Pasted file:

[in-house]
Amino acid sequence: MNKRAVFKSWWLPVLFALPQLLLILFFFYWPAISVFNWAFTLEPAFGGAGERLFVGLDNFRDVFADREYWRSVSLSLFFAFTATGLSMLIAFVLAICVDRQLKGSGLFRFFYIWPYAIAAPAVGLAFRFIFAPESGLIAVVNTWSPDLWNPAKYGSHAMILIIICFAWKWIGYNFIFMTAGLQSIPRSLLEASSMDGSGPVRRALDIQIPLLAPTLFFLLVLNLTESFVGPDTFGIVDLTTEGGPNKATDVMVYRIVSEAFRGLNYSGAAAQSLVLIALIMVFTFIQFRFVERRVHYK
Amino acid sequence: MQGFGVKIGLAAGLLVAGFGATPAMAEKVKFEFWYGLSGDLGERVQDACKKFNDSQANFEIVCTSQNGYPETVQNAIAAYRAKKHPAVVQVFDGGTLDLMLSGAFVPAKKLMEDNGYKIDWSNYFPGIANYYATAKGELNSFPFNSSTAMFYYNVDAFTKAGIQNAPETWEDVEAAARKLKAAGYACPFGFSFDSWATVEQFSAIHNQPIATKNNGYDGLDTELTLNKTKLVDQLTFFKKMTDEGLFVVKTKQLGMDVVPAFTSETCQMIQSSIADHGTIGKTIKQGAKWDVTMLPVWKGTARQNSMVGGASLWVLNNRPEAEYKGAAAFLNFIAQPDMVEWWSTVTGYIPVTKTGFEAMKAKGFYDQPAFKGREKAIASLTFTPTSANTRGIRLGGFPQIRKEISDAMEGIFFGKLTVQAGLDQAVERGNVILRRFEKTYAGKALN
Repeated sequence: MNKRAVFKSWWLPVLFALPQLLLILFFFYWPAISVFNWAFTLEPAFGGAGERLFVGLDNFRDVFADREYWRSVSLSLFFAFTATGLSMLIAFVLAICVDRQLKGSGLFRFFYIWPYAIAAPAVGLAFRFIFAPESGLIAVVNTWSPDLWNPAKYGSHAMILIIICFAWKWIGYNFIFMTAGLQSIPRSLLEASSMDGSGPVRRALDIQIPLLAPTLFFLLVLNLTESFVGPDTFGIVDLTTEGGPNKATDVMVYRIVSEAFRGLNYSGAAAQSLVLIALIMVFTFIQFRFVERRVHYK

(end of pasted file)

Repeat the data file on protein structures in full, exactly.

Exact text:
[in-house]
Amino acid sequence: MNKRAVFKSWWLPVLFALPQLLLILFFFYWPAISVFNWAFTLEPAFGGAGERLFVGLDNFRDVFADREYWRSVSLSLFFAFTATGLSMLIAFVLAICVDRQLKGSGLFRFFYIWPYAIAAPAVGLAFRFIFAPESGLIAVVNTWSPDLWNPAKYGSHAMILIIICFAWKWIGYNFIFMTAGLQSIPRSLLEASSMDGSGPVRRALDIQIPLLAPTLFFLLVLNLTESFVGPDTFGIVDLTTEGGPNKATDVMVYRIVSEAFRGLNYSGAAAQSLVLIALIMVFTFIQFRFVERRVHYK
Amino acid sequence: MQGFGVKIGLAAGLLVAGFGATPAMAEKVKFEFWYGLSGDLGERVQDACKKFNDSQANFEIVCTSQNGYPETVQNAIAAYRAKKHPAVVQVFDGGTLDLMLSGAFVPAKKLMEDNGYKIDWSNYFPGIANYYATAKGELNSFPFNSSTAMFYYNVDAFTKAGIQNAPETWEDVEAAARKLKAAGYACPFGFSFDSWATVEQFSAIHNQPIATKNNGYDGLDTELTLNKTKLVDQLTFFKKMTDEGLFVVKTKQLGMDVVPAFTSETCQMIQSSIADHGTIGKTIKQGAKWDVTMLPVWKGTARQNSMVGGASLWVLNNRPEAEYKGAAAFLNFIAQPDMVEWWSTVTGYIPVTKTGFEAMKAKGFYDQPAFKGREKAIASLTFTPTSANTRGIRLGGFPQIRKEISDAMEGIFFGKLTVQAGLDQAVERGNVILRRFEKTYAGKALN
Repeated sequence: MNKRAVFKSWWLPVLFALPQLLLILFFFYWPAISVFNWAFTLEPAFGGAGERLFVGLDNFRDVFADREYWRSVSLSLFFAFTATGLSMLIAFVLAICVDRQLKGSGLFRFFYIWPYAIAAPAVGLAFRFIFAPESGLIAVVNTWSPDLWNPAKYGSHAMILIIICFAWKWIGYNFIFMTAGLQSIPRSLLEASSMDGSGPVRRALDIQIPLLAPTLFFLLVLNLTESFVGPDTFGIVDLTTEGGPNKATDVMVYRIVSEAFRGLNYSGAAAQSLVLIALIMVFTFIQFRFVERRVHYK